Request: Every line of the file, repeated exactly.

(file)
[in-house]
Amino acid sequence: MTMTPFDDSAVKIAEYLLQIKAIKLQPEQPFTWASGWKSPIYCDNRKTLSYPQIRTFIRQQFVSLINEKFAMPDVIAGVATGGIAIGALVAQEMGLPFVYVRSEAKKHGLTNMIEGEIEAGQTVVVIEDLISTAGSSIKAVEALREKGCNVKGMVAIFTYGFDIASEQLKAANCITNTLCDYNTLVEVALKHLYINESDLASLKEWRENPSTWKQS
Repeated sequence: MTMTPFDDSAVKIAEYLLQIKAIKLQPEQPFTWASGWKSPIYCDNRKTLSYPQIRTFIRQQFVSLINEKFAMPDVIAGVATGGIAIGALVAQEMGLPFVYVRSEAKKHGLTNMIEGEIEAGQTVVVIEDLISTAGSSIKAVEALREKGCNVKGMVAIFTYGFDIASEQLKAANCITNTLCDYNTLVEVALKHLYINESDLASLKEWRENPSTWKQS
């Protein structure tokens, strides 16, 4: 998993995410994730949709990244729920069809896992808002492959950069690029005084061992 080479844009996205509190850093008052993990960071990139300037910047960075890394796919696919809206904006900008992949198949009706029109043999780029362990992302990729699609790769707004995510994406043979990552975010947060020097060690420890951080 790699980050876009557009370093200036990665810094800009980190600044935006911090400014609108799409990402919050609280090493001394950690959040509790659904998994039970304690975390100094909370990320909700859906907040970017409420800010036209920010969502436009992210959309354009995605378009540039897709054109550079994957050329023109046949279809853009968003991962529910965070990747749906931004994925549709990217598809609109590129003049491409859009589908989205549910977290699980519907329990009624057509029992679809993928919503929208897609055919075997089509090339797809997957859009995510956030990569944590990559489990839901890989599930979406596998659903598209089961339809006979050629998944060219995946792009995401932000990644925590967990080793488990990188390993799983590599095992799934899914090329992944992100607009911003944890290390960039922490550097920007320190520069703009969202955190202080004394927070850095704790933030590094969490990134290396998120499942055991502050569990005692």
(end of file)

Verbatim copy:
[in-house]
Amino acid sequence: MTMTPFDDSAVKIAEYLLQIKAIKLQPEQPFTWASGWKSPIYCDNRKTLSYPQIRTFIRQQFVSLINEKFAMPDVIAGVATGGIAIGALVAQEMGLPFVYVRSEAKKHGLTNMIEGEIEAGQTVVVIEDLISTAGSSIKAVEALREKGCNVKGMVAIFTYGFDIASEQLKAANCITNTLCDYNTLVEVALKHLYINESDLASLKEWRENPSTWKQS
Repeated sequence: MTMTPFDDSAVKIAEYLLQIKAIKLQPEQPFTWASGWKSPIYCDNRKTLSYPQIRTFIRQQFVSLINEKFAMPDVIAGVATGGIAIGALVAQEMGLPFVYVRSEAKKHGLTNMIEGEIEAGQTVVVIEDLISTAGSSIKAVEALREKGCNVKGMVAIFTYGFDIASEQLKAANCITNTLCDYNTLVEVALKHLYINESDLASLKEWRENPSTWKQS
């Protein structure tokens, strides 16, 4: 998993995410994730949709990244729920069809896992808002492959950069690029005084061992 080479844009996205509190850093008052993990960071990139300037910047960075890394796919696919809206904006900008992949198949009706029109043999780029362990992302990729699609790769707004995510994406043979990552975010947060020097060690420890951080 790699980050876009557009370093200036990665810094800009980190600044935006911090400014609108799409990402919050609280090493001394950690959040509790659904998994039970304690975390100094909370990320909700859906907040970017409420800010036209920010969502436009992210959309354009995605378009540039897709054109550079994957050329023109046949279809853009968003991962529910965070990747749906931004994925549709990217598809609109590129003049491409859009589908989205549910977290699980519907329990009624057509029992679809993928919503929208897609055919075997089509090339797809997957859009995510956030990569944590990559489990839901890989599930979406596998659903598209089961339809006979050629998944060219995946792009995401932000990644925590967990080793488990990188390993799983590599095992799934899914090329992944992100607009911003944890290390960039922490550097920007320190520069703009969202955190202080004394927070850095704790933030590094969490990134290396998120499942055991502050569990005692």